8 Residential Architecture Trends and Ideas for 2020

Fred Wilson, AIA

Fred Wilson, AIA
Founding Partner at Award Winning Chicago Architects, Morgante Wilson

Jan 28, 2020 - 5 min read

8 Residential Architecture Trends and Ideas for 2020

Architecture trends come and go, which is why we avoid them. Instead, we prefer to think in terms of things we notice our residential clients asking for more frequently. What do they think about when they think about the idea of home? Here are eight of the most popular residential architecture ideas we’re sharing and discussing with our clients:

1. Fewer rooms

Whether on Chicago’s North Shore or a Utah mountain, very few new homes today include a formal living room. A nice great room is all most of our clients want or need for entertaining and relaxing. This is hardly a new idea – great rooms have been popular for more than a decade. What is new is the growing understanding that there’s no point in wasting square footage – or budget – on any room that won’t get used every single day.

2. Larger rooms

While the number of rooms in houses we’re designing may be going down, their size is definitely going up. Spacious, airy rooms are at the top of our clients’ wish lists. I’m not talking about giant party rooms; I’m talking about generously sized spaces that are designed to work as well for two people as twenty. I can personally attest to their livability – Elissa and I designed our house to include one big room that’s versatile enough to be used multiple ways. We unwind in it, just the two of us, in a cozy seating area right in front of the window. We work in it, since it’s furnished with a pair of tables that act as both desks and dining tables. And we host the whole gang at Thanksgiving in it, routinely inviting thirty people to join us for a sit-down dinner.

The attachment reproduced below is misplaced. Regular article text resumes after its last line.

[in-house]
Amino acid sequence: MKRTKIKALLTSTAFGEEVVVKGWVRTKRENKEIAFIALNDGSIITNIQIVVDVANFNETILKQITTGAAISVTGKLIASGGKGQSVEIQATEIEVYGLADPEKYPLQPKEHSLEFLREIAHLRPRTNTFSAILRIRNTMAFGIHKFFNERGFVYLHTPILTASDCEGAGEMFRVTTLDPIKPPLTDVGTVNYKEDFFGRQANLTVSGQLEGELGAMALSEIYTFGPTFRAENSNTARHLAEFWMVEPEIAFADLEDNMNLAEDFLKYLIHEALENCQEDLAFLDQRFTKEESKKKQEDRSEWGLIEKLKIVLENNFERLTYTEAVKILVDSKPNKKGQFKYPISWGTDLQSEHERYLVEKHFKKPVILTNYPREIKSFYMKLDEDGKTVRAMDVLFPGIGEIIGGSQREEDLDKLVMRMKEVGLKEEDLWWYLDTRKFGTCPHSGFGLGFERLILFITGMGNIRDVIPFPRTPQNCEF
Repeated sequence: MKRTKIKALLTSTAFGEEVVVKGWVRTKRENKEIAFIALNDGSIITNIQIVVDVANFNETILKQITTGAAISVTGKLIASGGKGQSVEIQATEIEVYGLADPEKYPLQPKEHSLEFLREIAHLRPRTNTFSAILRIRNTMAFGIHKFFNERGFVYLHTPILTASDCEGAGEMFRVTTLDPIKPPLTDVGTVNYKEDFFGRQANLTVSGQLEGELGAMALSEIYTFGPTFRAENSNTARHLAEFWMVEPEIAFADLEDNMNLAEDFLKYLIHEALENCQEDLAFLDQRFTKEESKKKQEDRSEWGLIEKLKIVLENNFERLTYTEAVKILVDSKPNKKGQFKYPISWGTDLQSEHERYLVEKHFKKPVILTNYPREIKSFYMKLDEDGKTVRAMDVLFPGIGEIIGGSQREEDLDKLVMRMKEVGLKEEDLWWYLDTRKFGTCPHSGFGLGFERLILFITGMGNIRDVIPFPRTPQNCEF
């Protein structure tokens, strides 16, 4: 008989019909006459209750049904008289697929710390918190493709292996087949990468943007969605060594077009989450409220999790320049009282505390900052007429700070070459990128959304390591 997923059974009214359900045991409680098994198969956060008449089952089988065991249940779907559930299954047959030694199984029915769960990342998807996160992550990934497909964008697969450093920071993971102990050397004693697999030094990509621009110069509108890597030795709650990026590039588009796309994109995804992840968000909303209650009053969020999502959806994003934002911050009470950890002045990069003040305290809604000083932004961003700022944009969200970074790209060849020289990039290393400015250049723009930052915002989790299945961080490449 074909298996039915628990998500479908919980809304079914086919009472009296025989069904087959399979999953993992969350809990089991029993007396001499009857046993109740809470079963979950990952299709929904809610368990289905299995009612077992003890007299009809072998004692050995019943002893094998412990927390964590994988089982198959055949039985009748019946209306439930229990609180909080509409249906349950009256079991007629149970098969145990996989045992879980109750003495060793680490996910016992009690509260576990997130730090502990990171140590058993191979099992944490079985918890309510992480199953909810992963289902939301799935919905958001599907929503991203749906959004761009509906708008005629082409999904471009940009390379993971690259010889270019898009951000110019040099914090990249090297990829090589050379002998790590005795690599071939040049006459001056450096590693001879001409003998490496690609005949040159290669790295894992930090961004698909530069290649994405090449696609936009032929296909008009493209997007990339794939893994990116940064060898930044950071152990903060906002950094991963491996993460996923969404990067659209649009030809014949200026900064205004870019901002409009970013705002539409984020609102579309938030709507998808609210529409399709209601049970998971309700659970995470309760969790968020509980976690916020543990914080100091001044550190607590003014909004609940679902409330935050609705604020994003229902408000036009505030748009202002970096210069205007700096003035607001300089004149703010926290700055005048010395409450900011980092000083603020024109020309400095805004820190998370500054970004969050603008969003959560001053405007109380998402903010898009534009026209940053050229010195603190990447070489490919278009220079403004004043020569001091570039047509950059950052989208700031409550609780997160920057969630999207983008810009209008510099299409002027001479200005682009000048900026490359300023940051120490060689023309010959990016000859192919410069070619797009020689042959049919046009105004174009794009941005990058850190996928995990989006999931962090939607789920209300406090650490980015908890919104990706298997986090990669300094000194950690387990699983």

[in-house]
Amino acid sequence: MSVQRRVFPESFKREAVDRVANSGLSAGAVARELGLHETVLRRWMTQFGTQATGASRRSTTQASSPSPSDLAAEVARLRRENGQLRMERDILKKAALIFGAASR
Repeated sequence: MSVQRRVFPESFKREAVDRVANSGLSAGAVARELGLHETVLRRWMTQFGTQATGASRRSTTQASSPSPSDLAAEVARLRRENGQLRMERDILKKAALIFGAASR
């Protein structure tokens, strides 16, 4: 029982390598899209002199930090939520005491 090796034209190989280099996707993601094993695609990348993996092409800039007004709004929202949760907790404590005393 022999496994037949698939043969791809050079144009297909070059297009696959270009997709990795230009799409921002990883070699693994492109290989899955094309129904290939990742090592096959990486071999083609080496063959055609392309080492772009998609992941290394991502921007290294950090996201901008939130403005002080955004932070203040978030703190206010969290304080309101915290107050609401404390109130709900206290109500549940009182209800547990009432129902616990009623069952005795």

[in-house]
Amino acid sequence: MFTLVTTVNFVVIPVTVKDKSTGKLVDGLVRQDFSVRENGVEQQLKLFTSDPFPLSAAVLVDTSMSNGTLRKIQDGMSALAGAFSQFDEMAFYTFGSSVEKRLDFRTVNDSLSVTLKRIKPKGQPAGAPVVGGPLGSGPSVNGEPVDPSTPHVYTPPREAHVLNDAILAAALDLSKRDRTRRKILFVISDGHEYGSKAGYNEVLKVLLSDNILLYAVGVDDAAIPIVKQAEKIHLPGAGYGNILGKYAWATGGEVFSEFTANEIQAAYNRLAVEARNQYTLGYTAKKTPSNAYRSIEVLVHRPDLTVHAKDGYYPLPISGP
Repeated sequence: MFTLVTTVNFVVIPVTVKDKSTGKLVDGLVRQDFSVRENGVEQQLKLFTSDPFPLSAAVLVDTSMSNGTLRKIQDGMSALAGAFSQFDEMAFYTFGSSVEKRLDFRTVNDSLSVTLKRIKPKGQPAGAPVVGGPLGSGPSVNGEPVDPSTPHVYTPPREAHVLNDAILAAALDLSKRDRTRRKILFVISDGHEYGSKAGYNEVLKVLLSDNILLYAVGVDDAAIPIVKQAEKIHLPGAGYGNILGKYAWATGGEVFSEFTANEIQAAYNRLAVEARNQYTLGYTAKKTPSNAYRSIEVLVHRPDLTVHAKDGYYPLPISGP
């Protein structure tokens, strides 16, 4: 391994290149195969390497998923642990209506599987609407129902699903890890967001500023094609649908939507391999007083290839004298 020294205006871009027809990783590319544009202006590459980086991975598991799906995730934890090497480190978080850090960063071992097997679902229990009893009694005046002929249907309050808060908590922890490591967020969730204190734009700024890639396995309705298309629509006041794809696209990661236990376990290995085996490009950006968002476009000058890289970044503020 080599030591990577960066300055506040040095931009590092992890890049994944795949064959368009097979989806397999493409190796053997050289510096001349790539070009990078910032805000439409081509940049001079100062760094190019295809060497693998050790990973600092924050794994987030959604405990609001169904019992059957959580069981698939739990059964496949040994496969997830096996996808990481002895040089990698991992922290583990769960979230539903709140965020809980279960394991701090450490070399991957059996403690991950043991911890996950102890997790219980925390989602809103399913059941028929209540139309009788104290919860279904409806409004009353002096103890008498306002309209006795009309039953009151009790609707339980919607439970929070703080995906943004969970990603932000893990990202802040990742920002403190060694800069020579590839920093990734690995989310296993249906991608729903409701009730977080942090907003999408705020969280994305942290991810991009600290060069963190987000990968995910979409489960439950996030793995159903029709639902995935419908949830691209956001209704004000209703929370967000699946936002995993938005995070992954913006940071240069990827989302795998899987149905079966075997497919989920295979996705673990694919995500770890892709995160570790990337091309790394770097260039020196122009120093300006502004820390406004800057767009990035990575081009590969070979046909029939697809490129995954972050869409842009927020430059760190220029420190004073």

3. Spaces defined by ceilings, not walls

To make big, open spaces like the one I just described work, you need to break them up into smaller pieces so they feel welcoming, not overwhelming. We’re doing this not with walls, but with articulated ceilings. By treating one big ceiling in a number of different ways, you can give the impression of smaller spaces within a larger room. That makes your large room feel cozy, and helps define different areas, or zones, within it.

4. Modular people planning

Here’s how the idea works in our house: say we’re hosting a dinner party with four other couples. The ten of us might have cocktails on the screen porch. We’ll eat dinner at the dining table (remember those two desks we work at?) in our multi-purpose room. Later, we’ll sit by the window and have coffee, because the room is large and there’s enough furniture for everyone to settle into. Its size is also the reason it can accommodate a thirty-person dinner, like at Thanksgiving, and even a 100-person party (not as a seated dinner, but certainly for cocktails and conversation).